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      • I really don’t know any difference. So I guess I don’t care too. 🙂 I know I can’t see some colors on top of other colors – like I can’t see orange on top of gray or brown on top of green but I don’t think I’m missing anything. I was a little freaked out when I took the colorblind test and everyone else could see the pictures and I couldn’t (I think I was like 8), but I think it’s no big deal now. I think it’s great when people are really okay with things “wrong” with them. I want to invent a reverse colorblind code – like make a t-shirt that says “If you can read this, you are colorblind!” 🙂

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  5. Pat, I am never disappointed when I come to your PPBF post…you always provide a book that treats difficult subjects with sensitivity. I love that the main character takes charge when he discovers what the problem is and I also love that everyone in his life band together to find helpful solutions. Great review!

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    • Thank you, you are so kind. This book is very well written, as all books puslished by Albert Whitman & Co. The author and illustrator were great collaborators on this book. Our Erik mentioned in comments below that he’s color blind. He was pleased to see his name on the book.

      I feel the same way when I click on your blog always knowing it will be good — and I’m especially interested in your crafts.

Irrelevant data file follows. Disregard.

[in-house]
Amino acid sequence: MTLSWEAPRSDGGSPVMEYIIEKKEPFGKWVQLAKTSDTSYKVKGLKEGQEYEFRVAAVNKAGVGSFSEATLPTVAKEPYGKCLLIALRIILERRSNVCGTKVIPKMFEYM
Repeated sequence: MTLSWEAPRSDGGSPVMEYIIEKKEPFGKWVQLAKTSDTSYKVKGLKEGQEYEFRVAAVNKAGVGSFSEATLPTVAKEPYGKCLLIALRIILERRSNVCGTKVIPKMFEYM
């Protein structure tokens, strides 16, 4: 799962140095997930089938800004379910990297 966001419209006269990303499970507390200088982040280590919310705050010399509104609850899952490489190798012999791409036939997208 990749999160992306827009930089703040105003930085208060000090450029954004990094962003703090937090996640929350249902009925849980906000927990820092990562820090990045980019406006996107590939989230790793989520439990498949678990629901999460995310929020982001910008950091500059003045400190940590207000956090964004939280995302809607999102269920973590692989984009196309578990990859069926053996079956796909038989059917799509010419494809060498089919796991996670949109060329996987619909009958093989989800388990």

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  6. Colour-blindness is something that I know so little of. What a strange thing! And what a great topic for a book to raise awareness. I always look forward to reading what you post here.

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    • Thanks Niamh! I didn’t know a lot about it, other than more boys than girls have it. The site I included lets you experience how you view a picture and how a person with a color deficiency sees the the same picture. Very interesting. Turns out our Erik is color blind. See his comments below.

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  7. You never fail to come up with a unique topic in the stories you find. I never thought of nor have I ever seen a PB about colour-blindness. This is very interesting. Thanks for bringing it to PPBF, Pat.

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  8. This sounds great, Pat! And I’m excited to see it (and add it to our list) because I haven’t seen a whole lot of books on this topic and color blindness is fairly common. My nephew has it. I think it’s great to have PB that explains it and addresses it in a positive way. Thanks so much for sharing!